Hypnotherapy is a form of therapy that uses hypnosis in an attempt to treat a condition.

Hypnotherapy normally involves an individual being in a deeply relaxed state. The therapy also uses focused attention and concentration to induce a heightened state of awareness.

This allows the patient to focus on specific thoughts or factors. Hypnotherapy will commonly involve suggestion therapy, which allows a person to be more inclined to changing behaviours (including pain management).

Hypnotherapy can also be used to explore causes of a condition or symptom. This may include events that have been hidden in an individual’s unconscious memory.

Hypnotherapy has the potential to be very useful for many mental health conditions

The Science Behind Hypnotherapy

Hypnotherapy attempts to put a patient in a trance-like state. Hypnosis puts an individual in an incredibly focused state – to the extent that anything revolving around a person will not be noticed.

At this point, the mind is in a position where a person will usually talk freely. Essentially, they can access the unconscious mind, guided by the therapist.

A person will be able to respond easier to a therapist in this state. A range of techniques and commands are used throughout hypnotherapy.

How Does Hypnotherapy Work?

Hypnotherapy tends to follow roughly the same format. A therapist will begin by relaxing an individual to the extent that they will be in a trance-like state.

They will then guide the patient to focus on specific thoughts, events or feelings. By being hypnotised, a patient will be able to respond easier to suggestions made by the therapist.

This enables the patient to – over time – being more open-minded to changing their beliefs or feelings towards something. This can help their symptoms lessening.

Alternatively, hypnotherapy can be used to uncover a trauma that hasn’t been processed. The trauma may have been pushed to the unconscious mind, yet is causing many problems to the patient.

Hypnotherapy can lead the person to recalling the trauma, which could then be focused on by a different form of psychotherapy. Hypnotherapy is a gradual process – it takes time to achieve its benefits.

It is normally a relaxed state to be in – the person will normally talk freely, without inhibition. Prior to starting therapy, the patient and therapist will agree on what the patient aims to achieve from the therapy.

The therapist will gradually take the patient out of a trance at the end of the session. The patient will normally follow the suggestions made to them by a therapist, which should see their symptoms lessening – perhaps even being cured.

Finally, hypnotherapy only works if an individual is willing to hypnotised – the mind can block this if necessary.

When is Hypnotherapy Useful?

Hypnotherapy has the potential to be very useful for many mental health conditions. Any anxiety disorder – especially phobias – can be treated successfully with Hypnotherapy.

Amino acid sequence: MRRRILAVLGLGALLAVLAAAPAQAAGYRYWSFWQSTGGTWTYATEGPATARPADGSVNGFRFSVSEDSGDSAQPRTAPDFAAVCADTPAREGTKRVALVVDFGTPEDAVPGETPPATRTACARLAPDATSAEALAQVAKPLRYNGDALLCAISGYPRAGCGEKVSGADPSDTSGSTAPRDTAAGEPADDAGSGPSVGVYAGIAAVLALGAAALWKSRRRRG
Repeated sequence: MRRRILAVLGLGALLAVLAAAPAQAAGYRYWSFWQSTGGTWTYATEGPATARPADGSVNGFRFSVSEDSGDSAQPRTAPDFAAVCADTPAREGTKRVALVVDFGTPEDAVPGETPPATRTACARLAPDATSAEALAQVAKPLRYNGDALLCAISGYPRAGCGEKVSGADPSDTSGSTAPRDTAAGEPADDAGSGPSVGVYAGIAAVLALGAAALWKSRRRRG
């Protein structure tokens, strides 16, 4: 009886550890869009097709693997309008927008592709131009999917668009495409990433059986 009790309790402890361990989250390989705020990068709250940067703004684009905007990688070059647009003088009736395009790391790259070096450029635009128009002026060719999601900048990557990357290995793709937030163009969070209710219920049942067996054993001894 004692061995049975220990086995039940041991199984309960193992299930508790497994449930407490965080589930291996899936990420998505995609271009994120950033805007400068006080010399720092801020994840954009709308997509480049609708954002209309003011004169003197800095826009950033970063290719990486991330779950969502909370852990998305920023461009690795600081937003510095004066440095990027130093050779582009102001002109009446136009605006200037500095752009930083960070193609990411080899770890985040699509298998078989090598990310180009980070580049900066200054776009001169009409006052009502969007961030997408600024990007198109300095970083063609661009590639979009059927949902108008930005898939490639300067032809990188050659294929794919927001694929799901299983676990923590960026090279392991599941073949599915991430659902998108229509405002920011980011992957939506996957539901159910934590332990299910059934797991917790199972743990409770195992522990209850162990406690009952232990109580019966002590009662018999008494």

Those with some Somatic Disorders can also be helped, as it may reveal the root cause behind their symptoms.  People with habits such as smoking or nail biting may also find relief from Hypnotherapy.

Hypnotherapy can also be an excellent intervention when a person appears to be in a highly-emotional or depressed state, yet are unsure on the causes. Hypnotherapy will often be able to find the cause behind a disturbed state – which can then be treated in the relevant way.

Any condition can feasibly be treated by Hypnotherapy. However, as always, it is important to mention that it isn’t a one-size fits all therapy, and every person is different.

How effective is Hypnotherapy?

Hypnotherapy appears to be effective in many cases, with the literature largely suggesting hypnotherapy is very effective.

In cases where a traumatic event is attempted to be overcome, Hypnotherapy shows strong effectiveness [1]. Hypnotherapy has been shown to be effective in treating Acute Stress Disorder, along with other forms of trauma-based symptoms.

One study found a combination of CBT and Hypnotherapy produced positive results in treating mental health conditions [2].

In Somatic Disorders, Hypnotherapy appears to be effective [3]. However, Hypnotherapy doesn’t appear to be effective in treating eating disorders like bulimia [4].

It mainly seems that Hypnotherapy has the potential to be very useful; whether done alone or as an adjunct with another form of therapy.

Not everyone though will find relief from hypnotherapy – it is down to individual circumstances.

How to find a therapist?

It is recommended that you contact your GP and inform them of your problems. They will refer you to the relevant mental health team.

If you are aiming to use the private sector, you could ask your GP or someone you know for a recommendation. You can also look online – the British Association for Counselling and Psychotherapy have a therapist directory on their site.

See Also


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[1] Shakibaei, F., Harandi, A., Gholamrezaei, A., Samoei, R. & Salehi, P. (2008). Hypnotherapy in Management of Pain and Reexperiencing of Trauma in Burn Patients. International Journal of Clinical and Experimental Hypnosis. 26 (2), p185-197.

[2] Bryant, R., Moulds, M., Nixon, R., Mastrodomenico, J., Felmingham, K. & Hopwood, S. (2006). Hypnotherapy and cognitive behaviour therapy of acute stress disorder: A 3-year follow-up. Behaviour Research and Therapy. 44 (9), p1331-1335. 

[3] Frankel, F. H. (1973). The Effects of Brief Hypnotherapy in a Series of Psychosomatic Problems. Psychotherapy and Psychosomatics. 22 (1), p269-275.

[4] Barabasz, M. (2012). Cognitive hypnotherapy with bulimia. American Journal of Clinical Hypnotherapy. 54 (4), p353-364.